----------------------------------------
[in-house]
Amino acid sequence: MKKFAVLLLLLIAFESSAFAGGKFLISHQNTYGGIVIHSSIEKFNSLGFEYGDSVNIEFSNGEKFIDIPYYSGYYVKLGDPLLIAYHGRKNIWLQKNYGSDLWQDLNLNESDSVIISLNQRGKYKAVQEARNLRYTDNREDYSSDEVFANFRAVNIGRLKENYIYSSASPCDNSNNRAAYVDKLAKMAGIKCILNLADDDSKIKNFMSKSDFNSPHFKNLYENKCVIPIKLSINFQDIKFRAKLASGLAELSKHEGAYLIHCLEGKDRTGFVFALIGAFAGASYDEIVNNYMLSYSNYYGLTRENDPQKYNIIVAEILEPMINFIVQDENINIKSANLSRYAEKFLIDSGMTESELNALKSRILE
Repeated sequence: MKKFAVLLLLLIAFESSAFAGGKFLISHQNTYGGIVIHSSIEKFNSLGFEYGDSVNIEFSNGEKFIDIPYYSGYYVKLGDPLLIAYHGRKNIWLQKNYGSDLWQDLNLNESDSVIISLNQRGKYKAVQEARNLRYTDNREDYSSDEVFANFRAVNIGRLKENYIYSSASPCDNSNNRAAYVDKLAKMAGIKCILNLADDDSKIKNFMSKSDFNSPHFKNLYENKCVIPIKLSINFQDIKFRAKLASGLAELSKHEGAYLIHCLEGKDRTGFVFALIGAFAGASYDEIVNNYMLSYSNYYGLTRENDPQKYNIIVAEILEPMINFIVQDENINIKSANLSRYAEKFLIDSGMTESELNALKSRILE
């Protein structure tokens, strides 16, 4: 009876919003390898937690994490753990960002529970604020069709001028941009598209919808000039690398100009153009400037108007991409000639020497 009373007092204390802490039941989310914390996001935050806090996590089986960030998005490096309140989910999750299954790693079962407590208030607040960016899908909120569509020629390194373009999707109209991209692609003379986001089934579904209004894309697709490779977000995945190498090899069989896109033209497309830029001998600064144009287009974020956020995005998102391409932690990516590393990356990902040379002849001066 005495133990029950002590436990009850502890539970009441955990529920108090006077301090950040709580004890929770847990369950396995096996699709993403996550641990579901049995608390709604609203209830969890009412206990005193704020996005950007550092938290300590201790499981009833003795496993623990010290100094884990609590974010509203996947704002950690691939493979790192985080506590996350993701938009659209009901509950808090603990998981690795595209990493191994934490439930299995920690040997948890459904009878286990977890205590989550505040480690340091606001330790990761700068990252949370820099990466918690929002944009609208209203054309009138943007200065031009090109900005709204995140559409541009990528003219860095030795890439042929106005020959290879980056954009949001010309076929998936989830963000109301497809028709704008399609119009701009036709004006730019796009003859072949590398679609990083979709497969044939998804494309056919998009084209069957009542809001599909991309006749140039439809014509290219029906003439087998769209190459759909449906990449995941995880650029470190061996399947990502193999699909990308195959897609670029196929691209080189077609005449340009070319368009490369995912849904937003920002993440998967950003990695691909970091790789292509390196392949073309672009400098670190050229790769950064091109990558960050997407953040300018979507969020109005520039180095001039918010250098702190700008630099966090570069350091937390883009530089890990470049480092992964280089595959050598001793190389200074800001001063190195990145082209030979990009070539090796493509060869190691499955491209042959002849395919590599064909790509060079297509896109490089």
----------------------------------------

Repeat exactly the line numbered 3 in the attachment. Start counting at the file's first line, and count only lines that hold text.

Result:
Repeated sequence: MKKFAVLLLLLIAFESSAFAGGKFLISHQNTYGGIVIHSSIEKFNSLGFEYGDSVNIEFSNGEKFIDIPYYSGYYVKLGDPLLIAYHGRKNIWLQKNYGSDLWQDLNLNESDSVIISLNQRGKYKAVQEARNLRYTDNREDYSSDEVFANFRAVNIGRLKENYIYSSASPCDNSNNRAAYVDKLAKMAGIKCILNLADDDSKIKNFMSKSDFNSPHFKNLYENKCVIPIKLSINFQDIKFRAKLASGLAELSKHEGAYLIHCLEGKDRTGFVFALIGAFAGASYDEIVNNYMLSYSNYYGLTRENDPQKYNIIVAEILEPMINFIVQDENINIKSANLSRYAEKFLIDSGMTESELNALKSRILE